plugins (certonly, install, nginx, apache, standalone, webroot, etc)
    
    [[email protected] letsencrypt]#

  • Service Provider

    If you use a Free CloudFlare account and have the SSL features enabled, you must disable them prior to starting this because CloudFlare is basically acting as a MITM and breaking that SSL validation chain.

    Prior to Let's Encrypt this was actually a really useful tool. I have almost all sites setup with CloudFlare and the SSL enabled in "Full" mode. This let my visitors get a trusted SSL and CloudFlare did not care what SSL I had on the backend as long as it was an expired certificate. For personal stuff I just used Self Signed.

    Anyway, Let's Encrypt (rightly) does not accept that when validating.

    Updating letsencrypt and virtual environment dependencies.......
    Running with virtualenv: /root/.local/share/letsencrypt/bin/letsencrypt certonly --standalone --email [email protected] --agree-tos -d jaredbusch.com -d www.jaredbusch.com
    Failed authorization procedure. jaredbusch.com (tls-sni-01): urn:acme:error:tls :: The server experienced a TLS error during DV :: Failed to connect to host for DVSNI challenge
    
    IMPORTANT NOTES:
     - The following 'urn:acme:error:tls' errors were reported by the
       server:
    
       Domains: jaredbusch.com
       Error: The server experienced a TLS error during DV
    [[email protected] letsencrypt]#

  • Service Provider

    Here is my /etc/nginx/conf.d/jaredbusch.com.conf in whole for reference.

    server {
    	client_max_body_size 40M;
    	listen 443 ssl;
    	server_name www.jaredbusch.com jaredbusch.com;
    	ssl          on;
    	ssl_certificate /etc/letsencrypt/live/jaredbusch.com/fullchain.pem;
    	ssl_certificate_key /etc/letsencrypt/live/jaredbusch.com/privkey.pem;
    	ssl_stapling on;
    	ssl_stapling_verify on;
    	add_header Strict-Transport-Security "max-age=31536000; includeSubdomains";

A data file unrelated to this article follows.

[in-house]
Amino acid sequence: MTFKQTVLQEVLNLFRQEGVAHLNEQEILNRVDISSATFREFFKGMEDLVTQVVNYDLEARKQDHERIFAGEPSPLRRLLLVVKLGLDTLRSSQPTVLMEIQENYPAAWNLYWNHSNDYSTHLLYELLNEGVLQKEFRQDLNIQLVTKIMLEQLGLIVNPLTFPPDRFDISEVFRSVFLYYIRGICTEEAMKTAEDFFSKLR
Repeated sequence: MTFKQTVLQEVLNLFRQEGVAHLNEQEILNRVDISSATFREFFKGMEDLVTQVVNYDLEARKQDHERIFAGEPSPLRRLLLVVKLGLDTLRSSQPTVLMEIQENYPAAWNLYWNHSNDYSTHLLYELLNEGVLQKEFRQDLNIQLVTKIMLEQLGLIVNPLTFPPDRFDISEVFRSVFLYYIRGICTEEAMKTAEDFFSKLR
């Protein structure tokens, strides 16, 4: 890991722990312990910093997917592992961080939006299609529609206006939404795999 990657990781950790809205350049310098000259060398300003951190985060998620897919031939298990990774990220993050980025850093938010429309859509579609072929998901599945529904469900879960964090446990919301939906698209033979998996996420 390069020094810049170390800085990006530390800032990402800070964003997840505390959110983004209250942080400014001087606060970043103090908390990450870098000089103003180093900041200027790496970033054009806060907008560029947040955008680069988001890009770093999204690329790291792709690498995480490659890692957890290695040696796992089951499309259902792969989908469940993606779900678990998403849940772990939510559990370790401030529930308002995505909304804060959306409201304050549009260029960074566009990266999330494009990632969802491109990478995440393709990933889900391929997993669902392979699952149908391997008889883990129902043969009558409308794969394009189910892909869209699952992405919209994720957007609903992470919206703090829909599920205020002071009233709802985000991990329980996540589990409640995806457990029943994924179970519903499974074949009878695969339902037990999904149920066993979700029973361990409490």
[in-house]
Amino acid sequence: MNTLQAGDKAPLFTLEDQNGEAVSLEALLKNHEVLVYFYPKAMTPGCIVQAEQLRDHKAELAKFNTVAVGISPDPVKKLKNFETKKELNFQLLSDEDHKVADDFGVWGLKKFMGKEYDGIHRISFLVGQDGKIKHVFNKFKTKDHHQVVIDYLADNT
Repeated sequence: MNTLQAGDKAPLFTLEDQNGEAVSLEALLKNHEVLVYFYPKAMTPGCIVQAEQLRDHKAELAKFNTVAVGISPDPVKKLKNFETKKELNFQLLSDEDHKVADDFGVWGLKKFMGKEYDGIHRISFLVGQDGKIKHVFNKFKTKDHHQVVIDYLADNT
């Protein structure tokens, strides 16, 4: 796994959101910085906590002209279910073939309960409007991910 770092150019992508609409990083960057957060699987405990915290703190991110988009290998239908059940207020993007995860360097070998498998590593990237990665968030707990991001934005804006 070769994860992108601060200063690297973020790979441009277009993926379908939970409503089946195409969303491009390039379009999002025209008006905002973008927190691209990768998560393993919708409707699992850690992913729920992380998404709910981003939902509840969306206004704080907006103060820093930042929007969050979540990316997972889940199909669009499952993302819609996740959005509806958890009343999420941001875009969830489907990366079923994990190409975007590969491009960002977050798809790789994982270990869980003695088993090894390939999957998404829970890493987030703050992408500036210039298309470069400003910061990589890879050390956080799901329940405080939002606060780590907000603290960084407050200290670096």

location / {
    		proxy_set_header X-Real-IP $remote_addr;
    		proxy_set_header X-Forwarded-For $proxy_add_x_forwarded_for;
    		proxy_set_header Host $http_host;
    		proxy_set_header X-NginX-Proxy true;
    		proxy_pass https://10.254.0.101:443;
    		proxy_redirect off;
    	}
    }
    server {
    	client_max_body_size 40M;
    	listen 80;
    	server_name www.jaredbusch.com jaredbusch.com;
    
    	location / {
    		proxy_set_header X-Real-IP $remote_addr;
    		proxy_set_header X-Forwarded-For $proxy_add_x_forwarded_for;
    		proxy_set_header Host $http_host;
    		proxy_set_header X-NginX-Proxy true;
    		proxy_pass http://10.254.0.101:80;
    		proxy_redirect off;
    	}
    }

  • Service Provider

    Now, I just need to get these certificates shipped off to the server behind. Why? Because while I know I do not have to encrypt after the proxy, I still want it all 100% encrypted.



  • Are you still renewing by hand?



  • Any updates to this?


  • Service Provider

    @aaronstuder said in Setting up LetsEncrypt on a CentOS 7 NginX proxy:

    Are you still renewing by hand?

    I am at least.



  • I'm using cron with the old letsencrypt script. I haven't migrated over to certbot yet.


  • Service Provider

    @dafyre said in Setting up LetsEncrypt on a CentOS 7 NginX proxy:

    I'm using cron with the old letsencrypt script. I haven't migrated over to certbot yet.

    Same.


  • Service Provider

    @aaronstuder said in Setting up LetsEncrypt on a CentOS 7 NginX proxy:

    Any updates to this?

    Use Certbot never this method. keep your life simpler.



  • @JaredBusch said in Setting up LetsEncrypt on a CentOS 7 NginX proxy:

    @aaronstuder said in Setting up LetsEncrypt on a CentOS 7 NginX proxy:

    Any updates to this?

    Use Certbot never this method. keep your life simpler.

    Yeah. If the old way is working, that should keep working. However, certbot is easier to use.


  • Service Provider

    @travisdh1 said in Setting up LetsEncrypt on a CentOS 7 NginX proxy:

    @JaredBusch said in Setting up LetsEncrypt on a CentOS 7 NginX proxy:

    @aaronstuder said in Setting up LetsEncrypt on a CentOS 7 NginX proxy:

    Any updates to this?

    Use Certbot never this method. keep your life simpler.

    Yeah. If the old way is working, that should keep working. However, certbot is easier to use.

    When my system came up for renew after certbot was out, I installed certbot and renewed that way. everything is in the same pace. nothing had to be changed in the config files.



Looks like your connection to MangoLassi was lost, please wait while we try to reconnect.